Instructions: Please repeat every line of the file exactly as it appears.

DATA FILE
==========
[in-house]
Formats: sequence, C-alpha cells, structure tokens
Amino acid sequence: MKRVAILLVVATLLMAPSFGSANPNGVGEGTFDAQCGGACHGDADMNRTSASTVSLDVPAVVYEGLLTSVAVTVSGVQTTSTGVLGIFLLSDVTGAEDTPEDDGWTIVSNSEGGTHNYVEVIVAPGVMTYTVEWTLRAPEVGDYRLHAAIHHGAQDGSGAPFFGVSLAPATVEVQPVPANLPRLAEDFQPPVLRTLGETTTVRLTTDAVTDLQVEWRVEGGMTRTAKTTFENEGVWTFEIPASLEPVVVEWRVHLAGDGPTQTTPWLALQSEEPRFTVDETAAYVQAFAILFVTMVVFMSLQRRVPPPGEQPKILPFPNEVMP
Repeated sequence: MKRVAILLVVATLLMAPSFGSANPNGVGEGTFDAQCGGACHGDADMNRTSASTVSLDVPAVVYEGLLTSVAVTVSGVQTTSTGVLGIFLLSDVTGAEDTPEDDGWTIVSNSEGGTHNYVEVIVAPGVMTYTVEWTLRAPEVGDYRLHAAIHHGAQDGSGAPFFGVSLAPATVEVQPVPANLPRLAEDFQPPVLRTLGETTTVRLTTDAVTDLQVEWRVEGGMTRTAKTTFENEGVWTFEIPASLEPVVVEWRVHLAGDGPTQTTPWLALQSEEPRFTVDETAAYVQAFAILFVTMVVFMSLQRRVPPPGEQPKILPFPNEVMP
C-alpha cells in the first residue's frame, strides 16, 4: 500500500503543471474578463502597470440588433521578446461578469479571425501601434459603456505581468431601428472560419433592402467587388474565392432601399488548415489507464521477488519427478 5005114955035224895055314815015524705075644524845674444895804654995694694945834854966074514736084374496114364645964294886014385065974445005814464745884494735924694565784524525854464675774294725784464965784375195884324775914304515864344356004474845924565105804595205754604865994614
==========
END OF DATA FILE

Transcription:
[in-house]
Formats: sequence, C-alpha cells, structure tokens
Amino acid sequence: MKRVAILLVVATLLMAPSFGSANPNGVGEGTFDAQCGGACHGDADMNRTSASTVSLDVPAVVYEGLLTSVAVTVSGVQTTSTGVLGIFLLSDVTGAEDTPEDDGWTIVSNSEGGTHNYVEVIVAPGVMTYTVEWTLRAPEVGDYRLHAAIHHGAQDGSGAPFFGVSLAPATVEVQPVPANLPRLAEDFQPPVLRTLGETTTVRLTTDAVTDLQVEWRVEGGMTRTAKTTFENEGVWTFEIPASLEPVVVEWRVHLAGDGPTQTTPWLALQSEEPRFTVDETAAYVQAFAILFVTMVVFMSLQRRVPPPGEQPKILPFPNEVMP
Repeated sequence: MKRVAILLVVATLLMAPSFGSANPNGVGEGTFDAQCGGACHGDADMNRTSASTVSLDVPAVVYEGLLTSVAVTVSGVQTTSTGVLGIFLLSDVTGAEDTPEDDGWTIVSNSEGGTHNYVEVIVAPGVMTYTVEWTLRAPEVGDYRLHAAIHHGAQDGSGAPFFGVSLAPATVEVQPVPANLPRLAEDFQPPVLRTLGETTTVRLTTDAVTDLQVEWRVEGGMTRTAKTTFENEGVWTFEIPASLEPVVVEWRVHLAGDGPTQTTPWLALQSEEPRFTVDETAAYVQAFAILFVTMVVFMSLQRRVPPPGEQPKILPFPNEVMP
C-alpha cells in the first residue's frame, strides 16, 4: 500500500503543471474578463502597470440588433521578446461578469479571425501601434459603456505581468431601428472560419433592402467587388474565392432601399488548415489507464521477488519427478 5005114955035224895055314815015524705075644524845674444895804654995694694945834854966074514736084374496114364645964294886014385065974445005814464745884494735924694565784524525854464675774294725784464965784375195884324775914304515864344356004474845924565105804595205754604865994614